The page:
Touro College TESOL Candidate Michael Kollmer on Program Options for English Language Learners

I believe that online discussion forums for fully online courses enable our candidates to participate in flexible and independent learning, construct peer-to-peer learning networks, create deeper knowledge construction and help develop critical thinking skills.  Touro TESOL candidate Michael Kollmer’s contribution shows the depth of his engagement with the module materials. 

I believe that online discussion forums for fully online courses enable our candidates to participate in flexible and independent learning, construct peer-to-peer learning networks, create deeper knowledge construction and help develop critical thinking skills.  Touro TESOL candidate Michael Kollmer’s contribution shows the depth of his engagement with the module materials.

Michael Kollmer received his bachelor’s degree at SUNY Cortland in Physical Education. Currently, he is enrolled as a graduate student to pursue his Masters in TESOL at Touro College. “This is my first year working as a physical education teacher in an elementary school and I plan on taking what I learn at Touro and applying my knowledge into my lessons to ensure all my students have the greatest opportunity to learn.”

1. In NYS, what are the Program Options for English Language Learners/Multilingual Learners?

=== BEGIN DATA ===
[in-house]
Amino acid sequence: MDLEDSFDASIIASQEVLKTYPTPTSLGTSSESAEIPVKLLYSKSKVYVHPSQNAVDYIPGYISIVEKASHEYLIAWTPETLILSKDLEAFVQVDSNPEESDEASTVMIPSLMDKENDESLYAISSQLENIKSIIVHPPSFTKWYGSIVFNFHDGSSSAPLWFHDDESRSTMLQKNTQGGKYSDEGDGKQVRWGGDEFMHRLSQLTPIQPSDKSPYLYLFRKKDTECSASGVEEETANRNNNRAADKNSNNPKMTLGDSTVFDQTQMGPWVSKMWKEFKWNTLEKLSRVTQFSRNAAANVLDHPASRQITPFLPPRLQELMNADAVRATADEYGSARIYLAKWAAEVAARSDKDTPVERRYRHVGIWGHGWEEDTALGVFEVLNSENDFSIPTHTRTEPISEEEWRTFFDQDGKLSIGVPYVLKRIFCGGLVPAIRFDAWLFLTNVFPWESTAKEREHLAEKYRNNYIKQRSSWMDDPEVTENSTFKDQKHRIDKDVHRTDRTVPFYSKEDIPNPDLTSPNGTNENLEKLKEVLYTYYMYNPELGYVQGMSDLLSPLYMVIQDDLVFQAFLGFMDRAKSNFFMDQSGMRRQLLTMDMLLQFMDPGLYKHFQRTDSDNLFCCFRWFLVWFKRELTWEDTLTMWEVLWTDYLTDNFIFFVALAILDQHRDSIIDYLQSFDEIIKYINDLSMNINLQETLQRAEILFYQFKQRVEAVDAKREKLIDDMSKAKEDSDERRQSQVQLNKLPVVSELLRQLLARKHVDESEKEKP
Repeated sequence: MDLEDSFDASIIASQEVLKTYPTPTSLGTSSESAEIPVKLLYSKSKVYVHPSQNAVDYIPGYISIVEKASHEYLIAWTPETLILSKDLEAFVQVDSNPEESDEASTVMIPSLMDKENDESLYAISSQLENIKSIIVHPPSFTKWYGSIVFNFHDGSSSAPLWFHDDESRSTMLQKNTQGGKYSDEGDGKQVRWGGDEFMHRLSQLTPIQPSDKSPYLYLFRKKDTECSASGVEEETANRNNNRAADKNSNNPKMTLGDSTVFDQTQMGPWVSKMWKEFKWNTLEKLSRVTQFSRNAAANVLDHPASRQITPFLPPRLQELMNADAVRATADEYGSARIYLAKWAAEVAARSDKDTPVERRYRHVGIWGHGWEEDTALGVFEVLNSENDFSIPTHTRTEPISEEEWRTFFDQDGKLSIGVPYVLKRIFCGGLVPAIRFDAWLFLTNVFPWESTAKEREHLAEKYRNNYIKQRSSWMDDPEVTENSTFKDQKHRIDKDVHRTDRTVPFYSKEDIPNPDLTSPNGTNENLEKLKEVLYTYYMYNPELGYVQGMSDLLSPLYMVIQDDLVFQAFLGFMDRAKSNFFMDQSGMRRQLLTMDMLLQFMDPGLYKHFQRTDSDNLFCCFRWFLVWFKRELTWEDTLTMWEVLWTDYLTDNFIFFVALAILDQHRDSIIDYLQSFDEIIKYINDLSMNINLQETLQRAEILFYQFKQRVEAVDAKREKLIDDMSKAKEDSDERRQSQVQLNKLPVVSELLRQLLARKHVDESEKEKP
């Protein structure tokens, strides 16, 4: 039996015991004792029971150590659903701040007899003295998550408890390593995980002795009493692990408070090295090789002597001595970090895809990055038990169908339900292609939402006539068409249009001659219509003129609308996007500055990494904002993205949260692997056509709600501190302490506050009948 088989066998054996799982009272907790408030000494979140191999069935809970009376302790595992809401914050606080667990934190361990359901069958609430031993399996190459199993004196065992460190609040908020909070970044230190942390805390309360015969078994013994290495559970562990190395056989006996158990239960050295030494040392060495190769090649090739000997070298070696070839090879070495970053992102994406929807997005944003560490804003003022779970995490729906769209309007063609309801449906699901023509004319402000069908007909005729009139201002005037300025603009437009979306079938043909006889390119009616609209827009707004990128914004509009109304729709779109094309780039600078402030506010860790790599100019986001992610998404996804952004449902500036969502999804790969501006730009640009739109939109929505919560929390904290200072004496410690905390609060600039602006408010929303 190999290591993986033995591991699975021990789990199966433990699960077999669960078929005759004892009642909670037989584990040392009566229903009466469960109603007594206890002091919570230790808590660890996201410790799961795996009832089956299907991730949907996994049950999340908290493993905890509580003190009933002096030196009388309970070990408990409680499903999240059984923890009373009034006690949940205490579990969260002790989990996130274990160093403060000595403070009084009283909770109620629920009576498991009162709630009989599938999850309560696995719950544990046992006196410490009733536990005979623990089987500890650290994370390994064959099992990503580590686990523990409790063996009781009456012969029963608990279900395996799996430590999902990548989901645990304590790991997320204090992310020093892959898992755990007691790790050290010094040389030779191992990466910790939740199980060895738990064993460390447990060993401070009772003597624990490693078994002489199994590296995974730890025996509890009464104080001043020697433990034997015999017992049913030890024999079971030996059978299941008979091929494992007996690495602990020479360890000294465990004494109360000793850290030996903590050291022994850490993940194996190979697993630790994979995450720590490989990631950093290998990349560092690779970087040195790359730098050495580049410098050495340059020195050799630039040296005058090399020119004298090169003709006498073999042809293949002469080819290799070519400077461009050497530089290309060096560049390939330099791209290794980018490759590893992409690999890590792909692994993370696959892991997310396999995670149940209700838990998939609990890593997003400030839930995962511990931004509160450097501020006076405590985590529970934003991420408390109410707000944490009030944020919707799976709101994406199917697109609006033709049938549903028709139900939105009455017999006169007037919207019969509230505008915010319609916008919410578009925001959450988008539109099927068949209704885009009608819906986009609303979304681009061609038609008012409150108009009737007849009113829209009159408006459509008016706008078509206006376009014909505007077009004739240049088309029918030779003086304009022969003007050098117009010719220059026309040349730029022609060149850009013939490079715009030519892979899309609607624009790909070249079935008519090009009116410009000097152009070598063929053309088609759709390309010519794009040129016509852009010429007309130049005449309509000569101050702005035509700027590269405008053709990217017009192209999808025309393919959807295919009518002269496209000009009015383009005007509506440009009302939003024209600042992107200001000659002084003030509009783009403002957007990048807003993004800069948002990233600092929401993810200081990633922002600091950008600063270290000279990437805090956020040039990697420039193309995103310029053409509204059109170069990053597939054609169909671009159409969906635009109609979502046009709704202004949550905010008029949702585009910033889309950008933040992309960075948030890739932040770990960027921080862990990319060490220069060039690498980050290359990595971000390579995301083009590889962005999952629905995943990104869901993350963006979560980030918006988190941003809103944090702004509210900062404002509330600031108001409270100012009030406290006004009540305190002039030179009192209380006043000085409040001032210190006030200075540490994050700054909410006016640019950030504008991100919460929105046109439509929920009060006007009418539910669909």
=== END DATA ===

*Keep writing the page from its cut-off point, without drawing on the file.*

Within NYS there are a few different program options that are out there for English Language Learners/Multilingual Learners. The first option that NYS offers is the Bilingual Educational. Bilingual Education is broken down into four different categories that consist of Transitional Bilingual Education, Dual Language, One-Way Dual Language, and Two-Way Dual Language Program. The Transitional Bilingual Education program offers students of the same home language the opportunity to learn to speak, understand, read, and write in English while continuing to learn academic content in their home language. The goal of TBE is to provide students with the opportunity to transition to a monolingual English classroom setting without additional support once they reach proficiency (Department, 2019). The second program that is offered is the Dual Language Program. Dual Language programs seek to offer students the opportunity to become bilingual, bi-literate, and bicultural while improving their academic ability. Students learn to speak, read, and write in two languages, and also learn about other cultures while developing strong self-esteem and diverse language skills (Department, 2019). The next program is One-Way Dual Language. In the One-Way Dual Language program model, students who come from the same primary or home language and or background have the opportunity to be bilingual or multilingual (Department, 2019). Lastly, the Two-Way Dual Language program includes both native English speakers and ELLs. The teacher provides instruction in both English and the home or primary language. The goal is for the students to develop literacy and proficiency in English and in the home language (Department, 2019). The other program option is English as a New Language. Within the ENL program, language arts and content-area instruction are taught in English using specific instructional strategies (Department, 2019).